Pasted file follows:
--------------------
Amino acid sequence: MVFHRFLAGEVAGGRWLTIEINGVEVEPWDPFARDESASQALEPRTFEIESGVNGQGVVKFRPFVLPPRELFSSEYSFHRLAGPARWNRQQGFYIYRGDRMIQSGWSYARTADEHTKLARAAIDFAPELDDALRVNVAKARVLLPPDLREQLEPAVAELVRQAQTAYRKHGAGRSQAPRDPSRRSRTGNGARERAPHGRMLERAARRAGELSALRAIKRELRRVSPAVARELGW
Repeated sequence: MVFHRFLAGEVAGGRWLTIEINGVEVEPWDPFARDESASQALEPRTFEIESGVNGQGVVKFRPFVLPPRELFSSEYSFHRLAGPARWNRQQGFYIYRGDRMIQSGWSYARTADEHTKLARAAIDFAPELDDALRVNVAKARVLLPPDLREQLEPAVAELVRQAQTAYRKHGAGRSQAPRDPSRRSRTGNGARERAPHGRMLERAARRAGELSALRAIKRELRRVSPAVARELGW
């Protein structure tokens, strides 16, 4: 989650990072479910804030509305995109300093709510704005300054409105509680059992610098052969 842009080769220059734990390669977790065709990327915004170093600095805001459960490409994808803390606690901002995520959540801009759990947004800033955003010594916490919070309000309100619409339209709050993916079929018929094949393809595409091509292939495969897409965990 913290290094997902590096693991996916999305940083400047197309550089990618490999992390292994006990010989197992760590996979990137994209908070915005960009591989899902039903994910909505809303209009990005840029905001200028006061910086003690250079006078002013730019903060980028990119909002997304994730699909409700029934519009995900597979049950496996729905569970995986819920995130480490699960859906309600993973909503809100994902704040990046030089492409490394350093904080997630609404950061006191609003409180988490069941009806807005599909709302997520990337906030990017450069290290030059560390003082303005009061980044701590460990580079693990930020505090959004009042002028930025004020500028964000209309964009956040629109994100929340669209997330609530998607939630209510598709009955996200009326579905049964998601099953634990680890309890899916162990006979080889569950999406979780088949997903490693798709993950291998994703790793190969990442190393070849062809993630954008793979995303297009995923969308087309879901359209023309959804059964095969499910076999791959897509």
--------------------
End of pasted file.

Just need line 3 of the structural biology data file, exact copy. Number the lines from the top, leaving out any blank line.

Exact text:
């Protein structure tokens, strides 16, 4: 989650990072479910804030509305995109300093709510704005300054409105509680059992610098052969 842009080769220059734990390669977790065709990327915004170093600095805001459960490409994808803390606690901002995520959540801009759990947004800033955003010594916490919070309000309100619409339209709050993916079929018929094949393809595409091509292939495969897409965990 913290290094997902590096693991996916999305940083400047197309550089990618490999992390292994006990010989197992760590996979990137994209908070915005960009591989899902039903994910909505809303209009990005840029905001200028006061910086003690250079006078002013730019903060980028990119909002997304994730699909409700029934519009995900597979049950496996729905569970995986819920995130480490699960859906309600993973909503809100994902704040990046030089492409490394350093904080997630609404950061006191609003409180988490069941009806807005599909709302997520990337906030990017450069290290030059560390003082303005009061980044701590460990580079693990930020505090959004009042002028930025004020500028964000209309964009956040629109994100929340669209997330609530998607939630209510598709009955996200009326579905049964998601099953634990680890309890899916162990006979080889569950999406979780088949997903490693798709993950291998994703790793190969990442190393070849062809993630954008793979995303297009995923969308087309879901359209023309959804059964095969499910076999791959897509």